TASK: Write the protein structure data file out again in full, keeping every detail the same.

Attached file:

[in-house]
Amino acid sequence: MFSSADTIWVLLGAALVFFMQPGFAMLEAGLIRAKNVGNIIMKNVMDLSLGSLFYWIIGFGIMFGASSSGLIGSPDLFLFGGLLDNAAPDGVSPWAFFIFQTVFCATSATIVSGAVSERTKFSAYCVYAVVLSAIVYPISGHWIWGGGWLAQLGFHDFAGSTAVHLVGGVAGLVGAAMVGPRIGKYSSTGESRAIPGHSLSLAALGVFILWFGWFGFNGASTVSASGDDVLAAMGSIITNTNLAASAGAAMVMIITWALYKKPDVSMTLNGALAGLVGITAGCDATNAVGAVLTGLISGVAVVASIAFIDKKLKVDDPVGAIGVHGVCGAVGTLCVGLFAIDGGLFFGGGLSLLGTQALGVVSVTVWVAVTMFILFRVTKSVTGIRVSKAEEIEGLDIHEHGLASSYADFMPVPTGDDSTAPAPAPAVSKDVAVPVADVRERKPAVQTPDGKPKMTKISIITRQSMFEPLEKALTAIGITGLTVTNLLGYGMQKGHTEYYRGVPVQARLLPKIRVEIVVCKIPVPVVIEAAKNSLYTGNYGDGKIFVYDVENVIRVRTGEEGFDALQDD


[in-house]
Amino acid sequence: MFSSADTIWVLLGAALVFFMQPGFAMLEAGLIRAKNVGNIIMKNVMDLSLGSLFYWIIGFGIMFGASSSGLIGSPDLFLFGGLLDNAAPDGVSPWAFFIFQTVFCATSATIVSGAVSERTKFSAYCVYAVVLSAIVYPISGHWIWGGGWLAQLGFHDFAGSTAVHLVGGVAGLVGAAMVGPRIGKYSSTGESRAIPGHSLSLAALGVFILWFGWFGFNGASTVSASGDDVLAAMGSIITNTNLAASAGAAMVMIITWALYKKPDVSMTLNGALAGLVGITAGCDATNAVGAVLTGLISGVAVVASIAFIDKKLKVDDPVGAIGVHGVCGAVGTLCVGLFAIDGGLFFGGGLSLLGTQALGVVSVTVWVAVTMFILFRVTKSVTGIRVSKAEEIEGLDIHEHGLASSYADFMPVPTGDDSTAPAPAPAVSKDVAVPVADVRERKPAVQTPDGKPKMTKISIITRQSMFEPLEKALTAIGITGLTVTNLLGYGMQKGHTEYYRGVPVQARLLPKIRVEIVVCKIPVPVVIEAAKNSLYTGNYGDGKIFVYDVENVIRVRTGEEGFDALQDD